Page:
Asparagus bred to beat fungus

NASTY FUNGUS: Phytophthora becomes a problem in the wet and cool conditions of spring.
NASTY FUNGUS: Phytophthora becomes a problem in the wet and cool conditions of spring.

Canterbury plant breeder Peter Falloon has developed the world's first asparagus cultivar to have resistance to phytophthora, a fungus that eats the plants' roots and can devastate crops.

"It is exciting and the nice thing is it's done in New Zealand, so the growers here can take advantage of it," he said.

"One of the main drivers in food crops is reduced chemical application and this is a major aim of the asparagus industry in New Zealand. So this gives it a jump on the rest of the world.

"We can back some of our clean, green claims with the fact that this is one more chemical that we're not using."

Phytophthora becomes a problem in the wet and cool conditions of a typical New Zealand spring.

"It has an optimum temperature of about 12 degrees Celsius. That is when it is most active and when the plant is most susceptible, when it's saturated. It has little spores that swim around - they look a bit like a sperm actually - in free water in the soil."

The disease could be controlled by a fungicide that was usually applied as a preventive.

"In a dry spring, it wouldn't be such an issue and growers may opt to not use a fungicide. So you have to make a judgment call whether it is going to be a dry spring or a wet spring.

"Invariably, when you say it's going to be a dry spring, a couple of weeks later you get a dump of about 75 millimetres of rain and the place is awash. So it's a bit of a tricky management thing for growers," Falloon said.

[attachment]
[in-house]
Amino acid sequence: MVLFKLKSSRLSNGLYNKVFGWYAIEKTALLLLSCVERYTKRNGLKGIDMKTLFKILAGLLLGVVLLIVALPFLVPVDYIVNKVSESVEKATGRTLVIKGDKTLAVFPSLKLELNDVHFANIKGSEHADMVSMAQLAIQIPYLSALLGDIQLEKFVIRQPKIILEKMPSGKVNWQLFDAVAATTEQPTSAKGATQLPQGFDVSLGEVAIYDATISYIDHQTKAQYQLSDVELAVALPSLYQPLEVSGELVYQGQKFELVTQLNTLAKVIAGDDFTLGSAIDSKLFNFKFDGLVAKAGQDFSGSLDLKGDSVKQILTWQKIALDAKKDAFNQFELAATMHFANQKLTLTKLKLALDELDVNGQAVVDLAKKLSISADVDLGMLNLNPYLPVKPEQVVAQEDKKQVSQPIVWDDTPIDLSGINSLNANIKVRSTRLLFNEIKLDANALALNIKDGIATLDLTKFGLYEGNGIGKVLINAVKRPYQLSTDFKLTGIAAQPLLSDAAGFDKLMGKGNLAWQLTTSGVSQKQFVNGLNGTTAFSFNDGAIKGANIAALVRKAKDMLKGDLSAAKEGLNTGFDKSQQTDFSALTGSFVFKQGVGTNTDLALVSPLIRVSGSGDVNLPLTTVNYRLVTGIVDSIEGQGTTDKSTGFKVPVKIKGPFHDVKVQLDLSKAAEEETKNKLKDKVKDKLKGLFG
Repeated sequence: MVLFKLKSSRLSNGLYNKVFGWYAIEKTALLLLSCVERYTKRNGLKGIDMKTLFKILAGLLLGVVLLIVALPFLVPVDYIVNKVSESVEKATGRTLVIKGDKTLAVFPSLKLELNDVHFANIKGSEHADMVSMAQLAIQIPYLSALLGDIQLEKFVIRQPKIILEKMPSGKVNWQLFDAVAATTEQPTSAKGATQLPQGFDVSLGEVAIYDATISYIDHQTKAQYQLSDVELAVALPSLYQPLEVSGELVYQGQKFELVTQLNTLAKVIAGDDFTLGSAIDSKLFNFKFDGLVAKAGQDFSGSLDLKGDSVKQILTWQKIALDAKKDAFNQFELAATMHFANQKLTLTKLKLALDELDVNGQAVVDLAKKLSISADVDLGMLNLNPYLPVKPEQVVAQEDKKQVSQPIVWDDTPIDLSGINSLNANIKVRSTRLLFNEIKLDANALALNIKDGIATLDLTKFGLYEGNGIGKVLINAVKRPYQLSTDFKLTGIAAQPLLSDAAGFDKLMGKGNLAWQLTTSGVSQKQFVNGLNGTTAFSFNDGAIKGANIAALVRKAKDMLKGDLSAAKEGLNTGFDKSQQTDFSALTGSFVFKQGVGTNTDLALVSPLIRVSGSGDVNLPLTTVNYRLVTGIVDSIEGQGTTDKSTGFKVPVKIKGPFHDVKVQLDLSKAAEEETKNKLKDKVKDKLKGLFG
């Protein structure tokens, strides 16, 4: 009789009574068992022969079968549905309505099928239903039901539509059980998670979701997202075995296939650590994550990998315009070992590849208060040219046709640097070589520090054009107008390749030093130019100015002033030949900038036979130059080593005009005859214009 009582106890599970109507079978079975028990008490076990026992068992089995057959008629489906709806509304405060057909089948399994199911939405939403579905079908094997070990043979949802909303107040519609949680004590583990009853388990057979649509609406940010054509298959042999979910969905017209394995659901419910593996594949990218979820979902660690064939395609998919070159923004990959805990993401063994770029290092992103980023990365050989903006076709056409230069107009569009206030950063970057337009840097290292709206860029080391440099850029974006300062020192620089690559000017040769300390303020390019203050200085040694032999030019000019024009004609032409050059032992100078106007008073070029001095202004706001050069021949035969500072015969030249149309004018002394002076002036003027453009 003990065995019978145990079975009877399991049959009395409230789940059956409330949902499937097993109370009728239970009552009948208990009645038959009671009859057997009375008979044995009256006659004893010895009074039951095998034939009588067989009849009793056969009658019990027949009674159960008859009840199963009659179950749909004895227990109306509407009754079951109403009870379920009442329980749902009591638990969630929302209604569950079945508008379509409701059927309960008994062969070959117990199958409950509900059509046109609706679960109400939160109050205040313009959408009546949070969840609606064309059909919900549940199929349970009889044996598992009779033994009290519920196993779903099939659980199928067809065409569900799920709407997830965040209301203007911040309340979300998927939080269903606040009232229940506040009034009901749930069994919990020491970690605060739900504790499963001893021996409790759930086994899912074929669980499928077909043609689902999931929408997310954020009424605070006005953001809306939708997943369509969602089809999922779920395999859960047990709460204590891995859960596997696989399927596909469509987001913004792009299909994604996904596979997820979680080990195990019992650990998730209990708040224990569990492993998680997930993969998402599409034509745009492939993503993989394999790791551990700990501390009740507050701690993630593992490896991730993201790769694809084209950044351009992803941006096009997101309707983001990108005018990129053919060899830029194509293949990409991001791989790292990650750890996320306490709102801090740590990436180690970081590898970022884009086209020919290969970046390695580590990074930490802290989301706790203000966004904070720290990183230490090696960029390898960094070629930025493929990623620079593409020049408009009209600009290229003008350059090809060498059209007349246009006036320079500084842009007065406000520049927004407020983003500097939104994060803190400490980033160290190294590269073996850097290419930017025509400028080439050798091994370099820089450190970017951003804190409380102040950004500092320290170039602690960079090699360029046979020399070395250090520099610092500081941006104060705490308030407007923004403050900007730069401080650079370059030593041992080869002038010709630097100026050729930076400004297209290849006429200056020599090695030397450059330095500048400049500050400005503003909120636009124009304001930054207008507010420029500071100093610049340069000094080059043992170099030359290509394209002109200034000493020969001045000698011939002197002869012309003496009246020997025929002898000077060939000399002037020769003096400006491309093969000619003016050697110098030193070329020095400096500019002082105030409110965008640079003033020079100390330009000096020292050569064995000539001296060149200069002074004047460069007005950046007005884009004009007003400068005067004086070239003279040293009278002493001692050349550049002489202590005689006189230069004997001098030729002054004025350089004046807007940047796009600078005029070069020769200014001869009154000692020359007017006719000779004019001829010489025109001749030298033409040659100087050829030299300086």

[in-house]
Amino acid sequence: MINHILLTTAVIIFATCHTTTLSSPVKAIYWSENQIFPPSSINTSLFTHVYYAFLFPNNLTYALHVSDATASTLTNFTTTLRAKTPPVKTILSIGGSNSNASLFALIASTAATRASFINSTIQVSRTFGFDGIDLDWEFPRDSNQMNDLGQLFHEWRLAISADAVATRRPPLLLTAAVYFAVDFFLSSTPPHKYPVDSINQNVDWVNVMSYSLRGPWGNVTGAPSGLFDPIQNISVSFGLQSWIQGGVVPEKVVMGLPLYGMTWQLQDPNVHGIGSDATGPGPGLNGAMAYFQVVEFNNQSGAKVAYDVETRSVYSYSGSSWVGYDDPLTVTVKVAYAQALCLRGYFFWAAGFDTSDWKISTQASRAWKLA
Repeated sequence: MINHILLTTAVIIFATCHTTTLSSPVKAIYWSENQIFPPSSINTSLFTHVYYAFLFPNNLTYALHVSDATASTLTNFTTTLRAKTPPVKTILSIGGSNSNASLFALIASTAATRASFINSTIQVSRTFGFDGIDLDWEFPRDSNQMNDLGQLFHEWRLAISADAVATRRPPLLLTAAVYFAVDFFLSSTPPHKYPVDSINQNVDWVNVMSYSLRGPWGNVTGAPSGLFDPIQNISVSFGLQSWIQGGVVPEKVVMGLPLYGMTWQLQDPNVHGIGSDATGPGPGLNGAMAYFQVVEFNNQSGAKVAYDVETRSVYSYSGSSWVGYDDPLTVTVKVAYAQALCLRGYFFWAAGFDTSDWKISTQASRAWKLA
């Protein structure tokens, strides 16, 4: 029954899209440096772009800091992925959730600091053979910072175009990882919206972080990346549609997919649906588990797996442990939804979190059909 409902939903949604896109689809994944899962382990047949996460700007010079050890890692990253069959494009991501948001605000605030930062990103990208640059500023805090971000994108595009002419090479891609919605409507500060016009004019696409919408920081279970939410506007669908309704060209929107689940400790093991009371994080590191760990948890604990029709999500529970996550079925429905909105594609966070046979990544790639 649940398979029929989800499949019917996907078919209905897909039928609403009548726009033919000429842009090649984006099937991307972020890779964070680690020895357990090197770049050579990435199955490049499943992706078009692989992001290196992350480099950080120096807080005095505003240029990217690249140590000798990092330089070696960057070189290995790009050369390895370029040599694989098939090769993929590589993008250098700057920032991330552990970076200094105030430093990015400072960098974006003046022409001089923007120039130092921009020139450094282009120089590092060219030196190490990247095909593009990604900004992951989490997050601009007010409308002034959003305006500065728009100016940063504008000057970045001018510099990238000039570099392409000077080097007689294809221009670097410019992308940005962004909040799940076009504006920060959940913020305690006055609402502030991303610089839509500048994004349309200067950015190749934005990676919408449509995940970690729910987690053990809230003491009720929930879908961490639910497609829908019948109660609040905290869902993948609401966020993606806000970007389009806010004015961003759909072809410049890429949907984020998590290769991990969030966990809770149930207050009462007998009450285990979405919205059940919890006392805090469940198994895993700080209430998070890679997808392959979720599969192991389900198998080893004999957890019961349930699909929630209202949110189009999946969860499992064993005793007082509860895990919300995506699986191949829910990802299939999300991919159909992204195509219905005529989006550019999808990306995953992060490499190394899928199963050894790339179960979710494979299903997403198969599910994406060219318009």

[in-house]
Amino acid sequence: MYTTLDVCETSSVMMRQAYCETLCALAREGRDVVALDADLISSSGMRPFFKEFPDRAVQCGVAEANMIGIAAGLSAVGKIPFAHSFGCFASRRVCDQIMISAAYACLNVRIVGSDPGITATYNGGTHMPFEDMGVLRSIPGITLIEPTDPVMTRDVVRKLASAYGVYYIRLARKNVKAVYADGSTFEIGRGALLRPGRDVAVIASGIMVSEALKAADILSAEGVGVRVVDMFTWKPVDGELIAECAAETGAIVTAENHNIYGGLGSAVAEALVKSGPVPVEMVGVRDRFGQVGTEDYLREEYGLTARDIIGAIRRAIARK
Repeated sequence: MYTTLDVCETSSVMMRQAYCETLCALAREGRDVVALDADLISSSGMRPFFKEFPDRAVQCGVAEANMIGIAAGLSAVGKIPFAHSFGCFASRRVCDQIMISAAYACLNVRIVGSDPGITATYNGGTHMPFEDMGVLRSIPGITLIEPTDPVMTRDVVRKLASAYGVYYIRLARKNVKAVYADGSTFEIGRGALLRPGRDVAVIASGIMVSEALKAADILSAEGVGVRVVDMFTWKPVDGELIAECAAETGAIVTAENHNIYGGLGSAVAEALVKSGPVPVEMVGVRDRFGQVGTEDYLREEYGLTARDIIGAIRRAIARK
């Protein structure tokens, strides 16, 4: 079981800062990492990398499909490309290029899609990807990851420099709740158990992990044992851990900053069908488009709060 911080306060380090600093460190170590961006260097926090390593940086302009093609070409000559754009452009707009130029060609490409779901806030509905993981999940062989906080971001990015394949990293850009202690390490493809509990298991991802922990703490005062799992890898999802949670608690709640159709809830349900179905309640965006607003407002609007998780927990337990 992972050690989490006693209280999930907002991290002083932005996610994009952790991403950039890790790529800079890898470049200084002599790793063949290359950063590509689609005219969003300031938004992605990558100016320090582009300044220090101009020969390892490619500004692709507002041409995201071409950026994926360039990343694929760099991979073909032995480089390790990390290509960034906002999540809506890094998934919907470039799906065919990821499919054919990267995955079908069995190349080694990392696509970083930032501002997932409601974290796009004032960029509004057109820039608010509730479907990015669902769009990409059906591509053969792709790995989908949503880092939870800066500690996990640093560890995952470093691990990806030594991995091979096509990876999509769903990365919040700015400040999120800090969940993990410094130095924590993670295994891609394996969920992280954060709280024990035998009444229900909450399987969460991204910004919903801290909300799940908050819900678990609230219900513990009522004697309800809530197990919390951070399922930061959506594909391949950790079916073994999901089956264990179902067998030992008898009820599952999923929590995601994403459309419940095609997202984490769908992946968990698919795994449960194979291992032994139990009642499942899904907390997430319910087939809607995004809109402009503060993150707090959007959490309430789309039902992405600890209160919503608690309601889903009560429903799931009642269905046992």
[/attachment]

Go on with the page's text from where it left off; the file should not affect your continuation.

The scientist started working on phytophthora in 1981, when he did his PhD in California.

"They had two wet El-Nino years and we were recording yield reductions of 50 per cent and crop failures of more than 80 per cent, where plants were dying because of the disease."

Most of the damage to plants happened out of sight under the soil, meaning its effects were sometimes underestimated, he said.

"It nibbles at the roots and at the crown, out of sight, out of mind. A lot of growers don't really know this is going on.

"You see about 10 per cent of the actual loss, so you think, 'It's not too bad. I won't put anything on to control it.'

"But consequently your plant gets weaker. You lose a plant here, a plant there and you do that every year, and suddenly your stand becomes weak and rundown."

Finding a cultivar that was resistant, as well as attractive and tasty, had taken more than 30 years.

"We had to screen varieties from all around the world and we got the odd surviving plant, like one in a thousand.

"So we did millions of seedlings and eventually we got enough plants with good resistance. Then you have to cross in good horticultural characteristics like spear shape, colour and yield.

"If it doesn't look any good in the market or it tastes bad, it's all a bit academic really," he said.

The new cultivar ticked all the boxes. "It's got yields better than the best non-resistant varieties around now.

"It also lasts longer, which is important for asparagus growers.

"The biggest cost for a grower is the cost of establishing a crop. If he has to do it only every 15 or 20 years instead of every 10 or 12 years, he's much better off."

A little of the new cultivar would be available for home gardeners, but commercial producers would have to wait until there was sufficient seed. "We produced only about 1 kilogram of seed this year, which will be enough to plant a hectare. Next year we'll have 20 times that."

The Press